A volunteer benefits from doing their share in alleviating the suffering of their fellow human beings.
We frequently showcase this kind of stories — of people with exemplary acts of devotion and compassion or even people who do random little acts of kindness in their everyday lives.
Some people who enjoy helping out tend to do so for religious or spiritual reasons.
And whether it’s Buddhism, Christianity, Islam, or others, the religions of the world do have discourses of compassion.
Though I myself have always been curious about a different but equally important aspect of this human tendency: is there a science behind this?
I’m glad to report: yep, there is.
A study done by experimental social psychologists tested how the experience of compassion affected people’s behavior.
First, participants were told that they were supposedly part of an experiment about mathematical ability and taste perception.
Ostensibly, these were the instructions: participants were supposed to solve as much as they can of 20 math problems, in which they would receive 50 cents for each problem they solved correctly.
After being checked and getting paid, they would proceed to the taste perception phase. Here, participants were asked to prepare taste samples for each other by pouring extra-hot hot sauce.
It seems absurd, but here’s the catch.
The experimenters hired confederates to pretend to be fake participants.
Let’s call the first one Dan and the second Hannah. In one version of the experiment, Dan was asked to cheat badly and very obviously on the math problems, so that the real participants would see.
Afterwards, in the taste perception phase, the experimenters noticed that the real participants poured bigger servings of hot sauce to Dan the Cheater.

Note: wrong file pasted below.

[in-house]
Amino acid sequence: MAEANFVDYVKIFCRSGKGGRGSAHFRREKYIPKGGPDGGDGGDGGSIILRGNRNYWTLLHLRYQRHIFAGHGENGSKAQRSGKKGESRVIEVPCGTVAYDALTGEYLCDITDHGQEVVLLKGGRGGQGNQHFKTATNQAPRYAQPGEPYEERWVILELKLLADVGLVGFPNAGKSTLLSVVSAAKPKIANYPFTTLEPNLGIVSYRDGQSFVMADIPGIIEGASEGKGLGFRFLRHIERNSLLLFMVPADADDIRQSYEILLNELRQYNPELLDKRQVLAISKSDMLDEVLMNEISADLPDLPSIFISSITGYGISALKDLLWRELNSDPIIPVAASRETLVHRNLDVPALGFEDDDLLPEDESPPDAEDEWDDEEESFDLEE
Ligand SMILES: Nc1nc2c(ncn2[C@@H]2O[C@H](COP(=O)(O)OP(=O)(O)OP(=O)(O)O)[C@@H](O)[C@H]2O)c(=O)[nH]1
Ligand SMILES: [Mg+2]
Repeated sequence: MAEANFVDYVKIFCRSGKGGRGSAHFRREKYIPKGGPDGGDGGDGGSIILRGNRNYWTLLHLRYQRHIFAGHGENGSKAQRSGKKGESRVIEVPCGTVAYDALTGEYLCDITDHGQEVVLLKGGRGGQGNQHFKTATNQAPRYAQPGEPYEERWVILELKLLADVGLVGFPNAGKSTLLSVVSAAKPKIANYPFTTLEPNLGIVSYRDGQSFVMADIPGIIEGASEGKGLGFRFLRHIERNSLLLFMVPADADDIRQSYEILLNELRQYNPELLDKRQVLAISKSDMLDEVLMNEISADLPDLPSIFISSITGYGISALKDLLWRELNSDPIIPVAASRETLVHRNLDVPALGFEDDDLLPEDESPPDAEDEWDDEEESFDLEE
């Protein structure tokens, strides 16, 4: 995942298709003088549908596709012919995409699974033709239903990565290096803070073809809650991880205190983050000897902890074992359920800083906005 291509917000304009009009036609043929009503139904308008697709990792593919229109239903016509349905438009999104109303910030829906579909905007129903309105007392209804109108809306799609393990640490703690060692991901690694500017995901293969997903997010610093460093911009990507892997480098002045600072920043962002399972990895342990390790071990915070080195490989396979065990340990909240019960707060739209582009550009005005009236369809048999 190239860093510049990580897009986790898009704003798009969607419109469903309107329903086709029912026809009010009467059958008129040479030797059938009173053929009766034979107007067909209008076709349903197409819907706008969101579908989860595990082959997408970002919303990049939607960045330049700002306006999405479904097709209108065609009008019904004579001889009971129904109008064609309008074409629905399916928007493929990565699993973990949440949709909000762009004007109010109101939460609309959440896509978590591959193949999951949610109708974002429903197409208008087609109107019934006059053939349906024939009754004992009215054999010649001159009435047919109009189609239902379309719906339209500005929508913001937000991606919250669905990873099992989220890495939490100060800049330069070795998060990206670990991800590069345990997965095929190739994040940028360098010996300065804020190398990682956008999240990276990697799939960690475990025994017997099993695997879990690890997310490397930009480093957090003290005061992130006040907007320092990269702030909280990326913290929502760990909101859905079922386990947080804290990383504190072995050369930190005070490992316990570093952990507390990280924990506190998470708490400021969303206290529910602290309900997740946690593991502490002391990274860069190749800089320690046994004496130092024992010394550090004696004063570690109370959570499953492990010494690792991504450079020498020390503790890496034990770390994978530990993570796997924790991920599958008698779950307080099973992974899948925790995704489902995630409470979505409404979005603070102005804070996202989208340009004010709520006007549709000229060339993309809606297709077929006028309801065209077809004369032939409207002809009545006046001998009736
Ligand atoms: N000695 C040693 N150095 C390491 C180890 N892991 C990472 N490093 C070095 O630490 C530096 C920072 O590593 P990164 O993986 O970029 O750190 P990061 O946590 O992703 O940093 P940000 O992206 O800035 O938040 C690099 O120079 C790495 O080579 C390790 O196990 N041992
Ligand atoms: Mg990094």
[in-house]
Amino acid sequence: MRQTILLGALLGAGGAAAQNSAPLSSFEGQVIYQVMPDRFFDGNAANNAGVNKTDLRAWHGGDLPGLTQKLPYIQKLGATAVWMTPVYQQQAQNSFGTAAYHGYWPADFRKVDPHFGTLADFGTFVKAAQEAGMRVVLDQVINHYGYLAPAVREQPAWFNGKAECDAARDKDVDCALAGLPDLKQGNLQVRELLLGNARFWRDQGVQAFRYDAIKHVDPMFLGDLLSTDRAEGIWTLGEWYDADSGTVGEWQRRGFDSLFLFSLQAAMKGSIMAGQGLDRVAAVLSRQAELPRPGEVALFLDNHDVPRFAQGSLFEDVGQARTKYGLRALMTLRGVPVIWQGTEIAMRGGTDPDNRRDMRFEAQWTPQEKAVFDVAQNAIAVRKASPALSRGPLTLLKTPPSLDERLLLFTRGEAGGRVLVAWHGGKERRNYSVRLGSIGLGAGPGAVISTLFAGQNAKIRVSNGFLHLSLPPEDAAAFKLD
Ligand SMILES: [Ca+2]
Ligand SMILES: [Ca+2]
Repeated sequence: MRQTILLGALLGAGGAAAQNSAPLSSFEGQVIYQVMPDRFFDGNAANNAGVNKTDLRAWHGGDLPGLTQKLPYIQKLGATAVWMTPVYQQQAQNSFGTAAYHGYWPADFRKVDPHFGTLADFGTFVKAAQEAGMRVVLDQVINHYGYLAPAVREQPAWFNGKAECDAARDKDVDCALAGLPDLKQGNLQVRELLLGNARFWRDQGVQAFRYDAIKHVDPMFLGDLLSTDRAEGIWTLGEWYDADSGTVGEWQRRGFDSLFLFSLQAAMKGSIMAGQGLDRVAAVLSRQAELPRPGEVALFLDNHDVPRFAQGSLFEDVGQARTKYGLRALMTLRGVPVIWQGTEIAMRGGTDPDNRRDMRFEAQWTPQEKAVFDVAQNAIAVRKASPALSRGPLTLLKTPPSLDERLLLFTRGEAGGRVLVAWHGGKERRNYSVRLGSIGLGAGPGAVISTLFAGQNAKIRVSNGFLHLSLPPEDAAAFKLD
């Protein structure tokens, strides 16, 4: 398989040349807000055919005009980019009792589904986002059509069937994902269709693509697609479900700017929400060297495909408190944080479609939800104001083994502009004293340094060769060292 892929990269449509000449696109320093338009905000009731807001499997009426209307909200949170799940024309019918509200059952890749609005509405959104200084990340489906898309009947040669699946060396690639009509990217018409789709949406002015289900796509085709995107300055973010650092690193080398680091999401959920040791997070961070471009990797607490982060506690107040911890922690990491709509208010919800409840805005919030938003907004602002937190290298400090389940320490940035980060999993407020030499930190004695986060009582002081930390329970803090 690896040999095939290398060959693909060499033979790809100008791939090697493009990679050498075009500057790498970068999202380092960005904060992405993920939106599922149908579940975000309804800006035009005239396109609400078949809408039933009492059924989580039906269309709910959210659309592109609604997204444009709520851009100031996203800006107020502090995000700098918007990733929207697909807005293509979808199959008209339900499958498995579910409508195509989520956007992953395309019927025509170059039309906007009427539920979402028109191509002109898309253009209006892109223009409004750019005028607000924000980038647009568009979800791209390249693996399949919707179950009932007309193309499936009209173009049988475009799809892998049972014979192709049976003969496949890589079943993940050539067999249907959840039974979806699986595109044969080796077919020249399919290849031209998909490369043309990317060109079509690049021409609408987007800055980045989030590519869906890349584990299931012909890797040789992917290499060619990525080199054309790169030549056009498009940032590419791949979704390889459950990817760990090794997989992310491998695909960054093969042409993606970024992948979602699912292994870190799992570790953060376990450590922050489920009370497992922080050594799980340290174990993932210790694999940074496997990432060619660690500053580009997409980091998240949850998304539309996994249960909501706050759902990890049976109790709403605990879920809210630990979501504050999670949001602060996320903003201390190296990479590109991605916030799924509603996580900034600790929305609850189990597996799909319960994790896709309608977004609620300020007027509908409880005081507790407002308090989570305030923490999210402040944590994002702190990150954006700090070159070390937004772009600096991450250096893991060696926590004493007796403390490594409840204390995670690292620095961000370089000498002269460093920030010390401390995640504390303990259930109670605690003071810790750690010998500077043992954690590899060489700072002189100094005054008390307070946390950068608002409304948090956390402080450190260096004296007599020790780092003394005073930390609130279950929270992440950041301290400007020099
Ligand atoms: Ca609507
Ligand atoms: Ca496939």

But doesn’t this show revenge instead of compassion?
Well, in another version, Dan the Cheater was asked to do the same thing but now Hannah was gonna play a role.
Before the taste perception phase, Hannah would cry and the experimenters would ask why.
She’d say she recently found out about her brother’s terminal illness. Increasingly emotional, Hannah asked to be excused from the experiment.
In this version, even though the participants still witnessed Dan cheating, they did not pour bigger amounts of hot sauce in the taste perception phase.
What does this show?
First, the compassion that the participants felt predicted how much hot sauce they were going to give to another person.
And second, more importantly, the compassion that people feel towards one person can predict how they will act towards others.
This experiment is only one of many studies that are now delving into the idea and reality of compassion.
Recently, a conference has even been held to discuss it, joined by representatives from different fields such as evolutionary psychologists, clinical psychologists who deal with children suffering from trauma, charity owners who conduct social and emotional skills workshops for the youth, and others.
Using brain scans, one doctor even explained how different parts of the brain are activated when people are in a “compassionate state” or “non-compassionate state.”
So interestingly enough, compassion actually seems to have physiological, neurological effects.
A volunteer benefits both his body and mind.
But now here’s the thing. My personal epiphany, if you will.
We can participate in all these discussions, conduct our own experiments if we’re in the field, compile all these data, but maybe it’ll be a bit more exciting to see for ourselves.
There’s all this science about compassion, we know that. But somehow I think the reality of compassion can’t be proven by numbers.
Tall order but maybe here’s what we can do: go out there, help people out, and prove it for ourselves.
If you are interested in reading more scientific information about kindness or compassion, here’s a list of various quantitative and qualitative studies about the topic.
Then again, if you are more keen to join the action, check out the upcoming BeepBeep Nation app. You might be surprised at the many ways you’ll see how compassion exists.